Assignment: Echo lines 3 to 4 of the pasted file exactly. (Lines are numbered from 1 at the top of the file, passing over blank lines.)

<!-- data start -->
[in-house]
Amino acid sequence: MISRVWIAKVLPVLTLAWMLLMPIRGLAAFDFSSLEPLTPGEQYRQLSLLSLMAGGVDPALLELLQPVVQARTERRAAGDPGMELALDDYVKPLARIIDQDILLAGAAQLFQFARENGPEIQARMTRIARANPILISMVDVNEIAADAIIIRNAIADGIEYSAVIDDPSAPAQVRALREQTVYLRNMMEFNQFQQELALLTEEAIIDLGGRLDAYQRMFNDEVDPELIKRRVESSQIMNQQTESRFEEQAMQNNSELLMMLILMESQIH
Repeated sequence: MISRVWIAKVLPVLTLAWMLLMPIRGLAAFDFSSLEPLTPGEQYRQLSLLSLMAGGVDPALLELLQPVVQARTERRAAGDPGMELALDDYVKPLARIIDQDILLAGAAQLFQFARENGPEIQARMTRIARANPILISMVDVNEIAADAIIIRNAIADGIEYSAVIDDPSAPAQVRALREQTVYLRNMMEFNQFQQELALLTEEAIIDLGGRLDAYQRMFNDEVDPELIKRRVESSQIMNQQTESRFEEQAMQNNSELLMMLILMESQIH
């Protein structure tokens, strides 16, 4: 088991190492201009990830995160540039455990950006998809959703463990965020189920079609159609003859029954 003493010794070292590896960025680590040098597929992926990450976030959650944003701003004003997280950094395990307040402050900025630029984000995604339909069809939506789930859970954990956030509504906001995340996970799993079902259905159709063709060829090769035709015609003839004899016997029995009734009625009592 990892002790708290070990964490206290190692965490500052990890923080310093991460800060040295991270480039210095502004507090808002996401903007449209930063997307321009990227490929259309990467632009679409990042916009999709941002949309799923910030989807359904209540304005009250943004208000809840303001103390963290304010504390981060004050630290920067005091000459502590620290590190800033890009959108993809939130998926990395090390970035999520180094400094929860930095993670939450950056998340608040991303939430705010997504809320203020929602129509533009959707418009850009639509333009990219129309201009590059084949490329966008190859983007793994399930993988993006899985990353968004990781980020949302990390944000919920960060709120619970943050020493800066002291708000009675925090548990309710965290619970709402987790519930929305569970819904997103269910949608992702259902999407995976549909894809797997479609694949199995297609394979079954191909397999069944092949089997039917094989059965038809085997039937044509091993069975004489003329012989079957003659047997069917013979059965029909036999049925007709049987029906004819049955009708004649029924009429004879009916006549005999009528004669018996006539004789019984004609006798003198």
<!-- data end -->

Repeated sequence: MISRVWIAKVLPVLTLAWMLLMPIRGLAAFDFSSLEPLTPGEQYRQLSLLSLMAGGVDPALLELLQPVVQARTERRAAGDPGMELALDDYVKPLARIIDQDILLAGAAQLFQFARENGPEIQARMTRIARANPILISMVDVNEIAADAIIIRNAIADGIEYSAVIDDPSAPAQVRALREQTVYLRNMMEFNQFQQELALLTEEAIIDLGGRLDAYQRMFNDEVDPELIKRRVESSQIMNQQTESRFEEQAMQNNSELLMMLILMESQIH
């Protein structure tokens, strides 16, 4: 088991190492201009990830995160540039455990950006998809959703463990965020189920079609159609003859029954 003493010794070292590896960025680590040098597929992926990450976030959650944003701003004003997280950094395990307040402050900025630029984000995604339909069809939506789930859970954990956030509504906001995340996970799993079902259905159709063709060829090769035709015609003839004899016997029995009734009625009592 990892002790708290070990964490206290190692965490500052990890923080310093991460800060040295991270480039210095502004507090808002996401903007449209930063997307321009990227490929259309990467632009679409990042916009999709941002949309799923910030989807359904209540304005009250943004208000809840303001103390963290304010504390981060004050630290920067005091000459502590620290590190800033890009959108993809939130998926990395090390970035999520180094400094929860930095993670939450950056998340608040991303939430705010997504809320203020929602129509533009959707418009850009639509333009990219129309201009590059084949490329966008190859983007793994399930993988993006899985990353968004990781980020949302990390944000919920960060709120619970943050020493800066002291708000009675925090548990309710965290619970709402987790519930929305569970819904997103269910949608992702259902999407995976549909894809797997479609694949199995297609394979079954191909397999069944092949089997039917094989059965038809085997039937044509091993069975004489003329012989079957003659047997069917013979059965029909036999049925007709049987029906004819049955009708004649029924009429004879009916006549005999009528004669018996006539004789019984004609006798003198």